Attention: The New Business Currency

Sep 13, 2001

Eva Marer

If a snake suddenly appeared in your conference room, rest assured that your spellbinding presentation would be history: every ounce of attention in the room would zero in on the snake.

This is an extreme example of a hot concept in business these days: human attention is a non-renewable resource that trumps knowledge and capital in determining business success. Attention is more than awareness: it's the ability to bring items into focus and then act on them (or choose not to act).

The gurus of the movement to focus attention on attention are Thomas H. Davenport and John C. Beck, senior research fellows at the Accenture Institute for Strategic Change in Cambridge, Mass. In their new book, "The Attention Economy" (HBS Press, 2001), the authors argue that, in a post-industrial society, attention is the real currency of business and individuals. They write:

"What is it that makes the economy hum, but is not growing? What's the limiting factor behind all those Web pages, business plans, strategies, books and articles, marketing initiatives, partnerships and alliances, and expansion initiatives? An attentive human mind...It's easy to start a business, to get access to customers and markets, to develop a strategy, to put up a Web site, to design ads and commercials... Telecommunications bandwidth is not a problem, but human bandwidth is."

While human attention is limited, demands on it are only increasing, implying that the ability to manage attention -- inside and outside the company firewall -- will become critical. The sheer volume of information has increased. According to unpublished studies by Ferris Research and Lotus Notes cited in the book, the average white-collar worker typically spends two hours per day on e-mail alone. Another study by Reuters Business Information found that 43% of managers believed that important decisions are being delayed by too much information.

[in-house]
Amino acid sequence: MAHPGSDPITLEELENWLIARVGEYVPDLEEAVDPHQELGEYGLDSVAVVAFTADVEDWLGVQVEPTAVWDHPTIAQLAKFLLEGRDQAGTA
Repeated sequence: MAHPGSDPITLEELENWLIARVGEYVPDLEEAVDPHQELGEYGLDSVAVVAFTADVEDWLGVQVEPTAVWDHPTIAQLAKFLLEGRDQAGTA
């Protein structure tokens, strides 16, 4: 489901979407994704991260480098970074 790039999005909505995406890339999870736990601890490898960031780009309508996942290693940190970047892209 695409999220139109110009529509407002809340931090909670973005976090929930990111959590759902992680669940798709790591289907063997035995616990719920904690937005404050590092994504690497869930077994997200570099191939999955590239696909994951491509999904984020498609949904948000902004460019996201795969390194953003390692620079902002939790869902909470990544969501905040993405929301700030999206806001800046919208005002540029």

In these tough times, as many firms have become leaner with fewer people around to do the same amount of work, attention has become even scarcer. Where rationalization may once have contributed to productivity, it may paradoxically slash productivity in an attention economy. The authors don't mince words: "Understanding and managing attention is now the single most important determinant of business success."

A Lesson In Attention

Wondering whether anyone's reading your e-mails?

Factors Considered in Explaining Attention-Getting Messages (From "The Attention Economy," copyright 2001 Accenture)

The message source was...
1. trustworthy or respected.
2. influential or powerful (i.e., socially or politically or both).
3. charismatic or appealing.

The message context was...
4. personalized (i.e. directed to and about me).
5. about a group I belong to or have interest in.
6. related to a question or an issue I was concerned about.

The message's content was...
7. concise, direct, or story-like in structure.
8. engaging to my senses (i.e., eye, ear, touch).
9. new, unusual or unique.

The recipient was...
10. emotionally moved by the message (e.g., angry, pleased).
11. able to consider the message's implications or consequences.
12. convinced the message was important to my work or life.

Being consultants paid for their attention, the authors obviously propose some solutions. By understanding the types of attention and how they function, they say, we can devise effective ways of managing this precious commodity both within and outside our organizations.

For most of us, such focus on focus is not ingrained. Being conscious of the focus and depth of your attention at all times is a difficult skill that few of us are born with (and even Zen masters acknowledge takes years to learn). However, several techniques can help us on the road to becoming "attention leaders":

1. Know Thyself
Research cited by the authors demonstrates that leaders who are the most self-aware are the most successful at directing the attention of others.

  • Go public about where you spend your attention by telling others about the items in your field of attention. In the process, you'll also become more self-aware.
  • Get feedback from those around you. Family, friends and employees often have a better sense of how you spend your attention than you do.
  • Ask your assistant to record any meeting during your workday. After the meeting, write down every item covered in the meeting. Then listen to the tape --how good are you at recalling just where your attention goes?
  • Use diagnostic tools to measure your attention. The authors have developed a self-reporting tool called AttentionScape to assess how people and organizations allocate their attention (log on to to test your own focus).

2. Create Attention Agendas